Tiny bubbles: in the wine. They do make all the difference. Leslie Caron sang about it — and love — in the late 1950s in the film Gigi. It made her ebullient in the movie and seems to have had the same effect on many of the rest of us. It is great if you can get to the source to experience it. However, you can enjoy the romanticism and some of the buzz of Champagne almost anywhere.
“Champagne is about conviviality and sharing,” said Bertrand Glory, the Aÿ-based Champagne Collet’s global commercial and marketing director. One can pour it for every occasion and celebration, he added. Glory heads up one of the most prestigious cooperatives in the Champagne region — which makes a range of labels and types of Champagnes — from the classic, well-balanced Brut to more high-end, reserved and food-focused Blanc de Blancs, made from only Chardonnay meant to pair with food.
Glory heads up the Collet Champagne house.
Getting to Know the Region:
Champagne is one of the closest wine-growing regions to Paris. It takes a little more than an hour on the train to get to Reims, which features one of the world’s most beautiful Gothic cathedrals that is home to Chagall-stained glass windows. However, this somewhat formal and often insular region hardly attracts the number of guests as sunny Provence and France’s other southern regions and that is really a pity.
This region can be complicated to understand, but it is worth investment in its just rewards. This might be silky foie gras in Aÿ or a once-in-a-lifetime meal at Les Crayères in Reims. Those lovely snacks of local meat and delightfully odiferous cheese that you find in the center of France are also worth the wait.
Champagne is romantic but you have to want it all: the fog, the rain, and formality and simplicity. The region also primarily focuses on three main grape varieties: Chardonnay and Pinot Noir — both of which are well known — and the lesser-known Pinot Meunier. An additional four other grapes are allowed in the mix, although no one talks about them (so you can impress your friends by citing Arbane and Pinot Blanc). In other regions of the world, bubbles can be made, legally, with any number of grape varieties.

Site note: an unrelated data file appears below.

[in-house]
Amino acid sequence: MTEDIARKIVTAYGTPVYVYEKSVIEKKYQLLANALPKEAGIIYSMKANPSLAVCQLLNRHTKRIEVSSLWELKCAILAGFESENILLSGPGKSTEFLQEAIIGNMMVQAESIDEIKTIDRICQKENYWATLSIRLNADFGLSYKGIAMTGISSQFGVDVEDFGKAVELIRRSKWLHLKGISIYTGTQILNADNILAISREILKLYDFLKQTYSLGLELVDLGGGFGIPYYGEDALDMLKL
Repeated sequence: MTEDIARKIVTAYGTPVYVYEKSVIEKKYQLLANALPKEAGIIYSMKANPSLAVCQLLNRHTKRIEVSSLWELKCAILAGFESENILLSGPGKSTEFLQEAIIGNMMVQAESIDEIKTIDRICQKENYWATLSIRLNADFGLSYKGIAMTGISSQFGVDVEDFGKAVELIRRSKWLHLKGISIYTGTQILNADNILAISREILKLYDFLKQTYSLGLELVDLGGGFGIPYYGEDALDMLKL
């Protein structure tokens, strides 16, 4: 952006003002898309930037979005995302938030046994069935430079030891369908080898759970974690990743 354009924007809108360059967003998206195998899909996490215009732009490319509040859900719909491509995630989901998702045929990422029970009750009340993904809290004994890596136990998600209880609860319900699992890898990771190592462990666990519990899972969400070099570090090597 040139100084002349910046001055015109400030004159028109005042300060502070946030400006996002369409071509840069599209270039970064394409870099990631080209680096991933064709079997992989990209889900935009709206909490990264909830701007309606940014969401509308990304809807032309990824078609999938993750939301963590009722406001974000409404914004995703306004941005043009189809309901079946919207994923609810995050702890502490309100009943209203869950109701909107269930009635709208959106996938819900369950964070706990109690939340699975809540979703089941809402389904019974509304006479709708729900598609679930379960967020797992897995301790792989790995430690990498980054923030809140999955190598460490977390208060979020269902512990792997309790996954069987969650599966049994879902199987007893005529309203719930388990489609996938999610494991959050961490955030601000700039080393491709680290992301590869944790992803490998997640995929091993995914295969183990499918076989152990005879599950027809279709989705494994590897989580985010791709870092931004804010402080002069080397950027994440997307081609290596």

Epernay is the other somewhat urban hub of the region. Collet, located just outside the small city — the last figures report it being a close to 24,000-inhabitant city — is home to a great museum that documents the history of the region with its struggles to define itself and great posters documenting how Champagne has been promoted over the years.
There is a great video about the less-than-well-known Champagne uprising in 1911, when the local growers strived to define their terroir and experience with the region. The Collet folks have also beautifully documented decades' worth of Champagne ads and promotion and the ones from the 1920s to the 1950s are incredibly charming.
Collet also produces one of France’s best Brut, or basic, entry-level Champagnes in town. It prices out at about $39 on most American markets, the equivalent cost of some expensive California sparkling wines, and shows a beautiful balance of the three classic grapes. Its bubbles are persistent and it has an almost romantic peach nectar on the palate. “Micro celebrations are also part of sharing [important events] with people who you care about,” said Glory.
Collet makes a lovely lineup of Champagnes.
Practical Advice for the Region:
Reims is the area’s largest town within which to experience Champagne. It is easily reachable by train and has a handful of downtown hotels and restaurants to which one can walk. Epernay and Aÿ are more rural.
Almost all the Champagne houses require reservations in advance — those both big and small. Keep in mind, the larger, name-brand marques will turn over hundreds of visitors a day, so it is often fun to book visits off the beaten path with smaller producers who are not always open to the public.
Try all the wines that the Champagne house you visit makes. Blanc de Blancs can be surprisingly austere and great as a pre-meal wine. Many introductory Bruts go with almost everything and you might be surprised how romantic and food-friendly some of the local rosés are. I have had them with beef tartar, even lamb, and serious and silly conversations.
However you enjoy these wines, you have to love the bubbles, ribbons of acidity, and the romantic experience — via a slice of romantic France — that they can give you whenever you pop a cork.